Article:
AMA Source recently published an article noting that patients with substance use disorders may experience stigma that can interfere with treatment options.
But when substance use disorders are recognized and treated as a chronic disease, that stigma can be reduced.
The article goes on to note that treating patients with substance use disorders in a family medicine setting can be a unique situation because physicians are often treating other members of the patient’s family as well. At first, patients may be reluctant to discuss substance use but once the condition is out in the open, having the family involved can be beneficial.
And since many primary care physicians (especially those in family medicine) know many of their patients very well and have established a long-term relationship. That can be advantageous when a patient begins to show signs of a substance use disorder.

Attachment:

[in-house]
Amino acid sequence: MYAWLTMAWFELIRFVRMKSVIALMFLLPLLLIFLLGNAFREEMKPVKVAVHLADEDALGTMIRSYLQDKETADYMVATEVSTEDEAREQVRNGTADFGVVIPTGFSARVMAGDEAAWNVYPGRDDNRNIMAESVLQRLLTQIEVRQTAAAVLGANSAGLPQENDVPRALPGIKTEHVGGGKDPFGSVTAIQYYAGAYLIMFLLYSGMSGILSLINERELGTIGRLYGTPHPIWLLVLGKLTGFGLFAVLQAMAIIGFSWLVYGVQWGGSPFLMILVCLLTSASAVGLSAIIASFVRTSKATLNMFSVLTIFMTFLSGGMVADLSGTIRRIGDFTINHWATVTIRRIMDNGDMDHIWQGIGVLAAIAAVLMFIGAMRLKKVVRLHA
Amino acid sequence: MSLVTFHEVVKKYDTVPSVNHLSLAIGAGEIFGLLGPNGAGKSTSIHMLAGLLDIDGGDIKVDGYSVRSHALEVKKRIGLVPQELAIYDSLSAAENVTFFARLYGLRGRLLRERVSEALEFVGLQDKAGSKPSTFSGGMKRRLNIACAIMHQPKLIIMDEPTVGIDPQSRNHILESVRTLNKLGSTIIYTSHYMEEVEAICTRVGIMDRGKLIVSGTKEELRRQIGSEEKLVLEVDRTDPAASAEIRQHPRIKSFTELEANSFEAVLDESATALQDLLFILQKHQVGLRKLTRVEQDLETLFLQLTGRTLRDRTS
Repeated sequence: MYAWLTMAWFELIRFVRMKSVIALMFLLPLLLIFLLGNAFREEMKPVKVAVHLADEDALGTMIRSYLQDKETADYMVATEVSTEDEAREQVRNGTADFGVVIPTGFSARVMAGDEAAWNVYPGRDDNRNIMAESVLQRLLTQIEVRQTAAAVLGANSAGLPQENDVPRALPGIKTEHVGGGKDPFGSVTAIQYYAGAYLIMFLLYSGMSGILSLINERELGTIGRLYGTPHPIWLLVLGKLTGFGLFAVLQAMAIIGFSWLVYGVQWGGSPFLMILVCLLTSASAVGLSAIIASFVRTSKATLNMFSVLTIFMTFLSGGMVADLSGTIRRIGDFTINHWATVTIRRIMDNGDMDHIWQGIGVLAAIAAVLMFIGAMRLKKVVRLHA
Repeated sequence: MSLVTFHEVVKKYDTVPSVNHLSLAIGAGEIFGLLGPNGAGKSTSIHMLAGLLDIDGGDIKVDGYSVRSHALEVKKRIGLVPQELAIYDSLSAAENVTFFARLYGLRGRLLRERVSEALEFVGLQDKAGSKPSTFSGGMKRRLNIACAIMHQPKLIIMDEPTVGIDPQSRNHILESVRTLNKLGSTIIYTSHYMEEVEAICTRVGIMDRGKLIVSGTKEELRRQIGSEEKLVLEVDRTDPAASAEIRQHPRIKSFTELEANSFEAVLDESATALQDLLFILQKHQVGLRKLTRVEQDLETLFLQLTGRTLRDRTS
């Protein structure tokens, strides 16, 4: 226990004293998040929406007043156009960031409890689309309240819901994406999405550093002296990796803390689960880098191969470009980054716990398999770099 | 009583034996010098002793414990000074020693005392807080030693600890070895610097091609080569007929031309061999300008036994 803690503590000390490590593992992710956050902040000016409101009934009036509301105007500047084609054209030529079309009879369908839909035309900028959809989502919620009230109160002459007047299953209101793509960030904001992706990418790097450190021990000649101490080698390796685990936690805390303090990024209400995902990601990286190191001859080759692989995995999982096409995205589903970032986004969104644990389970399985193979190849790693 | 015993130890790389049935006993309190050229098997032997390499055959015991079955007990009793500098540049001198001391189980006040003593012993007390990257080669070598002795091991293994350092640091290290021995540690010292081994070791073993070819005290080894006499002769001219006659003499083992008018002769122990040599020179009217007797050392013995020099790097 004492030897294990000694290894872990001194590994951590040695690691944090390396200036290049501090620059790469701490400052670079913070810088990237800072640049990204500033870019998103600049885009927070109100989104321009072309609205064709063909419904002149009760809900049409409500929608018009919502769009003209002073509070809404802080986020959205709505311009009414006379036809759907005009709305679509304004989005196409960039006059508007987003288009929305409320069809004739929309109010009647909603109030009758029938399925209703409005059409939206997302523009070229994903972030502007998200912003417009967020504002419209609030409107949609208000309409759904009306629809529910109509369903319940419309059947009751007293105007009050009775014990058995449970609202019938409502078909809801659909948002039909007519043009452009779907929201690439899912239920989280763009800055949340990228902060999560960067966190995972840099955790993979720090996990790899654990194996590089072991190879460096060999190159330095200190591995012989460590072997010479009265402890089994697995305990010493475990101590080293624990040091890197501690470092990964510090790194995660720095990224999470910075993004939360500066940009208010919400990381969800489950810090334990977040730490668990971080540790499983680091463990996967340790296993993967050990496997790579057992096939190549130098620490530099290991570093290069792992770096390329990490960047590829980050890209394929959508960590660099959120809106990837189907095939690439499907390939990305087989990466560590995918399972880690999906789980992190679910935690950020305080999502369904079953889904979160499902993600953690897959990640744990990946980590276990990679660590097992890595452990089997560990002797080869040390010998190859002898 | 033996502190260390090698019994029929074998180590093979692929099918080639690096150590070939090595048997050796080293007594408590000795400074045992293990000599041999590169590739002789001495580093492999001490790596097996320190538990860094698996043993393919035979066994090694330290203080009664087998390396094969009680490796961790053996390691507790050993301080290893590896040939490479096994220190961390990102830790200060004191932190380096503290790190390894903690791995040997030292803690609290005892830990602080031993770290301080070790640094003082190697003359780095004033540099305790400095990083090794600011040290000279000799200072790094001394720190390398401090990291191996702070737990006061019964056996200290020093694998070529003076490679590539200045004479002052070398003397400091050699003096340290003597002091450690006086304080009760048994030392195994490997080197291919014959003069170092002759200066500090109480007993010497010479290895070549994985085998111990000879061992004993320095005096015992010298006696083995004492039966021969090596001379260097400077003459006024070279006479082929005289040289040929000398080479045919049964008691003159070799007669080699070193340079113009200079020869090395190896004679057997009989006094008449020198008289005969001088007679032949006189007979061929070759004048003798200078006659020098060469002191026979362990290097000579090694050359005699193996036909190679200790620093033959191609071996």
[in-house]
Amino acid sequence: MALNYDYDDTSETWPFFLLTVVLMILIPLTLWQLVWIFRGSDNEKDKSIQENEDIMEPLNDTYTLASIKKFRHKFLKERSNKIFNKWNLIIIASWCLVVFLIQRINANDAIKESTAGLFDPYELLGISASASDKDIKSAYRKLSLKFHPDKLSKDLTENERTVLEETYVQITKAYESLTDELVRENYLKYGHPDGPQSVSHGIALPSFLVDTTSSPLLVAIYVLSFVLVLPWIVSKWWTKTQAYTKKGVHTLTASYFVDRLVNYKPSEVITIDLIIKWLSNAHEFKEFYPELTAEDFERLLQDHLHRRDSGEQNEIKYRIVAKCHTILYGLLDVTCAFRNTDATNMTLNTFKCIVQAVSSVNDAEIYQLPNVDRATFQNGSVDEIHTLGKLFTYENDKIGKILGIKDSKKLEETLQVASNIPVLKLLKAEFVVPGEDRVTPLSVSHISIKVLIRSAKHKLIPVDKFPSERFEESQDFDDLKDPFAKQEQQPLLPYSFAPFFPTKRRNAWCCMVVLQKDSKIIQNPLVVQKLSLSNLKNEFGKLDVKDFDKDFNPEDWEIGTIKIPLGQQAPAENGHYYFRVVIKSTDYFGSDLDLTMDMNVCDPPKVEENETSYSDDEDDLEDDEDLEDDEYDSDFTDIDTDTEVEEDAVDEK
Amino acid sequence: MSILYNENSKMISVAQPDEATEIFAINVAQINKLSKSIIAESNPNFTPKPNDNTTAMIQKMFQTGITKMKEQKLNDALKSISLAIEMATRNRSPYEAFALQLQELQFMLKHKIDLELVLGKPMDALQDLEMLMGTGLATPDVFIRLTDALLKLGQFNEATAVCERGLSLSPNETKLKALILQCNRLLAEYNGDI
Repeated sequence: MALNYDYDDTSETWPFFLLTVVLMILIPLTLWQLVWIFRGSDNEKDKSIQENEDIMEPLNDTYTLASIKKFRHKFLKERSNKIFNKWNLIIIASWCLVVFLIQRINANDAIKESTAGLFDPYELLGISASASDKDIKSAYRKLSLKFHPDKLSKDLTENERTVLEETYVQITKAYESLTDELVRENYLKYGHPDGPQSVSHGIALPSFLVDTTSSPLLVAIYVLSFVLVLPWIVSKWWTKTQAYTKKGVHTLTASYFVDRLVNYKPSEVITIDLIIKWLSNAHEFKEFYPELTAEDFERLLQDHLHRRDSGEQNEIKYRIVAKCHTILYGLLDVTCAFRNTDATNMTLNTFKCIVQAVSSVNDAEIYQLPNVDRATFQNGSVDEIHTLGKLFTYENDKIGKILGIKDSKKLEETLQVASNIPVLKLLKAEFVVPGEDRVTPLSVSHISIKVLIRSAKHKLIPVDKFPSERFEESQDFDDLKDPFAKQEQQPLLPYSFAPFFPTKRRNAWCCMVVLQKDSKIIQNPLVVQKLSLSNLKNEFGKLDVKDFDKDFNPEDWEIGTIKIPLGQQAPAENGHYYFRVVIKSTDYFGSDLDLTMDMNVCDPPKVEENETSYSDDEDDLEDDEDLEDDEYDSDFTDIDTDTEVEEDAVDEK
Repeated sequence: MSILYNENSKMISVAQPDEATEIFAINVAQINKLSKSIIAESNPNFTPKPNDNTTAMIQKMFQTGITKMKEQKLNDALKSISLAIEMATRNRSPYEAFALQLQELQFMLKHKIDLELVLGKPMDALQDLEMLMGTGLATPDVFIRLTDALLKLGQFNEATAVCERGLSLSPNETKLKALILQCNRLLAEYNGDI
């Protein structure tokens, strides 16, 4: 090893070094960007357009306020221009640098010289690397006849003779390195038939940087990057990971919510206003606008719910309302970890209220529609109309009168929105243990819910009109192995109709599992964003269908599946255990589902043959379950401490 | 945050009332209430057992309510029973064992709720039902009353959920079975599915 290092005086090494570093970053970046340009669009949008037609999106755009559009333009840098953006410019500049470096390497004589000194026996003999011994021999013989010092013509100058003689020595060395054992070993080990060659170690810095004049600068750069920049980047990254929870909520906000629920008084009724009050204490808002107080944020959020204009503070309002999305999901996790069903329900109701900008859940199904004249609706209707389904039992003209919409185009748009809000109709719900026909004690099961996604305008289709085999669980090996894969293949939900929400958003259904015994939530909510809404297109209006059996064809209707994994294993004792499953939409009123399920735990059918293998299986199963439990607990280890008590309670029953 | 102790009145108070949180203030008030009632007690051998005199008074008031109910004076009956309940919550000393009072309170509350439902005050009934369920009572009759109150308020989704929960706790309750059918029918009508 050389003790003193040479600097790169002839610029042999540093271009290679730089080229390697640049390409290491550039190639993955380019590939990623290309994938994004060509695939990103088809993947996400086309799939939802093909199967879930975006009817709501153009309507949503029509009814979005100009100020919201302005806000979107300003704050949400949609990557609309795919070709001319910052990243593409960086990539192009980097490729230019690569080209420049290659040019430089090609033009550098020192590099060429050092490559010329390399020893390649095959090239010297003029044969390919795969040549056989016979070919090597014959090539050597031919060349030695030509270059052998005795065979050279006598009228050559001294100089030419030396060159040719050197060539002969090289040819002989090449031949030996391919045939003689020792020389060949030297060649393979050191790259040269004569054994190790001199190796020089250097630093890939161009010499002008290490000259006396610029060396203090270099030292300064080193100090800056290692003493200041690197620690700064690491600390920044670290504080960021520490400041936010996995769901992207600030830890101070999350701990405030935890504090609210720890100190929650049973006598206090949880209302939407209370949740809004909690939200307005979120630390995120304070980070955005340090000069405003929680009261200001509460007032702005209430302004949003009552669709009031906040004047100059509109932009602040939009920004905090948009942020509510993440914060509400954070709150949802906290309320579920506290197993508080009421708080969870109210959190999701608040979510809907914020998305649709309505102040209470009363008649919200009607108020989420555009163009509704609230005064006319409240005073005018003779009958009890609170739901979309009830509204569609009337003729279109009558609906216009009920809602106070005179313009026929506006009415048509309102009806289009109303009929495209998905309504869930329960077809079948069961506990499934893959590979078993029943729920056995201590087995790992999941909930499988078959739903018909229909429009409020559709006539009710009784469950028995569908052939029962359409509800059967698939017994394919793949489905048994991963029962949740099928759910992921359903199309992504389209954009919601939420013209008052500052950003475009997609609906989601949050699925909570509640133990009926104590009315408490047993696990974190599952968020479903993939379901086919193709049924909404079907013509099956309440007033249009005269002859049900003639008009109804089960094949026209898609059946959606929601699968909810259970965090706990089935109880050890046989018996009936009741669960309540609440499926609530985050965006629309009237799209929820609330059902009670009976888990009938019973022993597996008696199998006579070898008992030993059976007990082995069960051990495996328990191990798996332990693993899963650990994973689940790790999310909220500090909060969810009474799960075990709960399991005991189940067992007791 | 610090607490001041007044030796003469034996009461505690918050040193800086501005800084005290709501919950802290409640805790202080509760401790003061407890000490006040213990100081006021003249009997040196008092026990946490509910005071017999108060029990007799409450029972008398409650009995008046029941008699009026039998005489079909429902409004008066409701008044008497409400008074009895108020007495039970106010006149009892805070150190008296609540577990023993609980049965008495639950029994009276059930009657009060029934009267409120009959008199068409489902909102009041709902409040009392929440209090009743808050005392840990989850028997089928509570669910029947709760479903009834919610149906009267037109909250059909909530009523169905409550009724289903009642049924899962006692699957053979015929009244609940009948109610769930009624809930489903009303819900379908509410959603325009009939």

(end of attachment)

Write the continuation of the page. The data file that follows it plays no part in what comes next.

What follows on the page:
Once the physician and patient have had a conversation about substance use and have determined that it would be best to seek treatment, the primary care setting can be a great place for that treatment to occur. Some patients feel more comfortable when their substance use disorder is treated in the same way as any other medical condition, which can also reduce the stigma.
The article concludes that “The goal is to normalize it, [Substance abuse disorder] is just something that happens, it’s another chronic medical problem and should be treated that way.
Source: AMA Source